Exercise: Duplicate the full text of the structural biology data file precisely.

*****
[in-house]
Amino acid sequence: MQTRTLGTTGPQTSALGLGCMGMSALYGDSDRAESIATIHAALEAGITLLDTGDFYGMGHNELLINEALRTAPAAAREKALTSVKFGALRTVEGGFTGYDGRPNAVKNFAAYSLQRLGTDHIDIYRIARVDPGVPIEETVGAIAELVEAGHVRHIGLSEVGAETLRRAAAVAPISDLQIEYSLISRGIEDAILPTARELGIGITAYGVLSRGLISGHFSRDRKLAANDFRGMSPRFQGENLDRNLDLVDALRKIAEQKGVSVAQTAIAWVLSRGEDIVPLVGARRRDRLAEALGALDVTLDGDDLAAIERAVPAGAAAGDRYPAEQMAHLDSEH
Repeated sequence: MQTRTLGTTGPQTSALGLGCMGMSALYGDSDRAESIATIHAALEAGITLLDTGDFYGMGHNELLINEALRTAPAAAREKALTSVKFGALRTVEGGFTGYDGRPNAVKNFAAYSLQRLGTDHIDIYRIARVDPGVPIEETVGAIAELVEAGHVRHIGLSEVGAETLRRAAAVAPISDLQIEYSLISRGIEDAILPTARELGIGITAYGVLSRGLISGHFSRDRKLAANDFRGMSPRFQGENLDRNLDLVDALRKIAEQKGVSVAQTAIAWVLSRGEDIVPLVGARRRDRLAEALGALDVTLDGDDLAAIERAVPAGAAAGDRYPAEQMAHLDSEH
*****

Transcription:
[in-house]
Amino acid sequence: MQTRTLGTTGPQTSALGLGCMGMSALYGDSDRAESIATIHAALEAGITLLDTGDFYGMGHNELLINEALRTAPAAAREKALTSVKFGALRTVEGGFTGYDGRPNAVKNFAAYSLQRLGTDHIDIYRIARVDPGVPIEETVGAIAELVEAGHVRHIGLSEVGAETLRRAAAVAPISDLQIEYSLISRGIEDAILPTARELGIGITAYGVLSRGLISGHFSRDRKLAANDFRGMSPRFQGENLDRNLDLVDALRKIAEQKGVSVAQTAIAWVLSRGEDIVPLVGARRRDRLAEALGALDVTLDGDDLAAIERAVPAGAAAGDRYPAEQMAHLDSEH
Repeated sequence: MQTRTLGTTGPQTSALGLGCMGMSALYGDSDRAESIATIHAALEAGITLLDTGDFYGMGHNELLINEALRTAPAAAREKALTSVKFGALRTVEGGFTGYDGRPNAVKNFAAYSLQRLGTDHIDIYRIARVDPGVPIEETVGAIAELVEAGHVRHIGLSEVGAETLRRAAAVAPISDLQIEYSLISRGIEDAILPTARELGIGITAYGVLSRGLISGHFSRDRKLAANDFRGMSPRFQGENLDRNLDLVDALRKIAEQKGVSVAQTAIAWVLSRGEDIVPLVGARRRDRLAEALGALDVTLDGDDLAAIERAVPAGAAAGDRYPAEQMAHLDSEH